The Wall Street Journal , January 8, 2008, p. A19. Reprinted on Stanton's Blog on January 10, 2008.
Getting Real About Drugs Is Best Harm Prevention
Drug Policy Alliance, New York
Dr. Alan Blum's letter shows why drug prevention efforts fail to reach so many of our youth ("Medical Consequences of Recreational Drug Use," Jan. 4).
Mr. Blum criticizes Stanton Peele's editorial for advocating honest drug education instead of scare tactics. Mr. Blum claims that even a single episode of drug use can have serious adverse heath consequences. He then implies that Mr. Peele would back away from urging adolescents not to smoke cigarettes, since most smokers will eventually quit.
Mr. Blum appears to share the philosophy of many abstinence-only programs that try to scare teens out of ever even trying drugs by highlighting phony horror stories such as "Try marijuana and you may become a homeless heroin addict." Yet despite 20 years of "Just Say No" D.A.R.E. programs, half of all 18-year-olds will have tried marijuana before they graduate. And for most of those who try it or have friends or family members who have, there are no nightmare experiences that our "experts" predict. This leads to many teens ignoring all the information told them by people in authority who have now lost their credibility.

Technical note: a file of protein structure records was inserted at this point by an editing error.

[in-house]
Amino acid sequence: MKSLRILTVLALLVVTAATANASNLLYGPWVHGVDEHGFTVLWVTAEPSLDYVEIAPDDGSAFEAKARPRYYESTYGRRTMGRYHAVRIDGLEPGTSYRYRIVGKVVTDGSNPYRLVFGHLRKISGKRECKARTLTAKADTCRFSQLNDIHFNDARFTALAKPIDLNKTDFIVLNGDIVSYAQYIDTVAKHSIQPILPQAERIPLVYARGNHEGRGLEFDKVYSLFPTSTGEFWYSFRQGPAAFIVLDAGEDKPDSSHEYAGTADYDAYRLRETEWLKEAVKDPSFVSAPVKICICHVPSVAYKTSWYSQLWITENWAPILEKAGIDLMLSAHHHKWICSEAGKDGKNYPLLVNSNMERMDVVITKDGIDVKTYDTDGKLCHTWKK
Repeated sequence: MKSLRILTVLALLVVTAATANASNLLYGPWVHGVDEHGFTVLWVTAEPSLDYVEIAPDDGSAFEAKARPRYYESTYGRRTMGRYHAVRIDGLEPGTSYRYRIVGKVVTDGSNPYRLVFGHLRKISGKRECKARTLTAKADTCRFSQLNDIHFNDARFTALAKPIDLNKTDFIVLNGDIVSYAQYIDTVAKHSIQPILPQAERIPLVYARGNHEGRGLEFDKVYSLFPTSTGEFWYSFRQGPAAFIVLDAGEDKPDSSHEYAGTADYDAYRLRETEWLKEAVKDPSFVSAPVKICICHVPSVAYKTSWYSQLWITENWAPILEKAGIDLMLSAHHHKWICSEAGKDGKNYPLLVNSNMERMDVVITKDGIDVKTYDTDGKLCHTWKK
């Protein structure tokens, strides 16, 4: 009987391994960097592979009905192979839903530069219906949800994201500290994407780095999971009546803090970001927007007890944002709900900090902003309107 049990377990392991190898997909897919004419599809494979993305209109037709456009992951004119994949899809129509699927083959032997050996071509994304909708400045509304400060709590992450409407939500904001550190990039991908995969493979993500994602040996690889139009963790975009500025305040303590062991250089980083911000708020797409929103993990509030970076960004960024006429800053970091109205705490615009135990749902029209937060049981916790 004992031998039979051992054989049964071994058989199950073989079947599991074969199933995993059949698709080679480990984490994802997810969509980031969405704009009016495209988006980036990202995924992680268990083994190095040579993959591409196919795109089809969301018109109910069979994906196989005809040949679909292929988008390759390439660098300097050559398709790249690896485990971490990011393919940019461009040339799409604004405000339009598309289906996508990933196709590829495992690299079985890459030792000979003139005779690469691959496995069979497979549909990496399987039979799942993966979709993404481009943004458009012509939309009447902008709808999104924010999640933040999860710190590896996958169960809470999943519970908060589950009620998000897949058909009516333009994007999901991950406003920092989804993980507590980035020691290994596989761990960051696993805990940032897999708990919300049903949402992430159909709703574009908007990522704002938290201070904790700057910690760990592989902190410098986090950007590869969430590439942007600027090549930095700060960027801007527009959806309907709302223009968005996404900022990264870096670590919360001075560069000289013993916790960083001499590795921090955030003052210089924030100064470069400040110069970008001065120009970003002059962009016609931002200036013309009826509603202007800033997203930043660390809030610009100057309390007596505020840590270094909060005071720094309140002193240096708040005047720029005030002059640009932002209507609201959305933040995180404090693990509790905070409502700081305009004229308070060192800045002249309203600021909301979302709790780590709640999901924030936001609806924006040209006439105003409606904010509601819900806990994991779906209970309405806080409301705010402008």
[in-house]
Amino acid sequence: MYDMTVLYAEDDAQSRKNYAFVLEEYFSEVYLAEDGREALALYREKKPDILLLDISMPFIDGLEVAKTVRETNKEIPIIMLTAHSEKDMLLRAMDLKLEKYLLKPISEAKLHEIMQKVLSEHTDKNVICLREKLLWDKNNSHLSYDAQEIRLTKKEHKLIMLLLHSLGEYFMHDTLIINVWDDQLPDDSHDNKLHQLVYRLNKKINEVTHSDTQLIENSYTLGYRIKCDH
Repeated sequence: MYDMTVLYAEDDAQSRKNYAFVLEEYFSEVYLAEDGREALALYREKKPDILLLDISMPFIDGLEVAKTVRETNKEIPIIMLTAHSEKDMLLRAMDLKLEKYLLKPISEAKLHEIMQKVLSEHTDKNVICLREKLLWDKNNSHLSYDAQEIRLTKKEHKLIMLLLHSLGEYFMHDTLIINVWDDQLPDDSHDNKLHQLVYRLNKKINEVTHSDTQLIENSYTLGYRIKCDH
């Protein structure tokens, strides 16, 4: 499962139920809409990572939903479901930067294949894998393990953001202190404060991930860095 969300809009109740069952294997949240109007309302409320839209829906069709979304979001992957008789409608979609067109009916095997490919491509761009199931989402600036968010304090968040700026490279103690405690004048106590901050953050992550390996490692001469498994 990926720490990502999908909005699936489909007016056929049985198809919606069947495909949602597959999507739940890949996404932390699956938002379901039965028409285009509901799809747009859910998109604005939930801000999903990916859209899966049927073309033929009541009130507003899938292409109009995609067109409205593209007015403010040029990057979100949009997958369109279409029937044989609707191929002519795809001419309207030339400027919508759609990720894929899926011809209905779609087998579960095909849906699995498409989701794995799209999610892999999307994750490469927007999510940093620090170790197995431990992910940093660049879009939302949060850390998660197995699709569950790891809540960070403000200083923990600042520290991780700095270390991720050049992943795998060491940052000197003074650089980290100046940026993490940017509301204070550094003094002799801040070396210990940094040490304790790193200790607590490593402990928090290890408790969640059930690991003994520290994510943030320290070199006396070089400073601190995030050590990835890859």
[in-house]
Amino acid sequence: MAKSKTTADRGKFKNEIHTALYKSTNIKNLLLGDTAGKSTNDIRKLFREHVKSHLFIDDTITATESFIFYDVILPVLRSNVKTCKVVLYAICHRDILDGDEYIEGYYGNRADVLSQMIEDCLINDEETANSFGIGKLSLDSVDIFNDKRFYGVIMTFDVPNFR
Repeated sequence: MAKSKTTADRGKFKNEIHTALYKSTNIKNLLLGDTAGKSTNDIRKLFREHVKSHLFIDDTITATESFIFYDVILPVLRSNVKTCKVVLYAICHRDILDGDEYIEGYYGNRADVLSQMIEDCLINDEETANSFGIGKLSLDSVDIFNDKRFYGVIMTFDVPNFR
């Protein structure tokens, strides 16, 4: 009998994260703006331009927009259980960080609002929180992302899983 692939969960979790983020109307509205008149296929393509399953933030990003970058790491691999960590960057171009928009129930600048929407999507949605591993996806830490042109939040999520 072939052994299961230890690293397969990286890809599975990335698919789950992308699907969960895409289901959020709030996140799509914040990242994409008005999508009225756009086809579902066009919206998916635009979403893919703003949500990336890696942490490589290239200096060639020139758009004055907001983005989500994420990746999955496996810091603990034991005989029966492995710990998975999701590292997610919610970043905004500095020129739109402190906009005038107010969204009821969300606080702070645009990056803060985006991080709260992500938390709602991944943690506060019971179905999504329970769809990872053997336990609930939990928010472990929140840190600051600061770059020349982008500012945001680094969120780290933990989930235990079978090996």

One area of substantial progress when it comes to young people and drugs is the campaign against cigarette smoking. This campaign has treated teens with respect and has given honest information about its true consequences. Most teens have seen the harm of cigarette smoking in the lives of their loved ones.
Honest drug information that respects teens enough to give it to them straight gets results. Dishonest information that tries to scare them with propaganda that conflicts with their real-life experiences leads to dismissal and failure.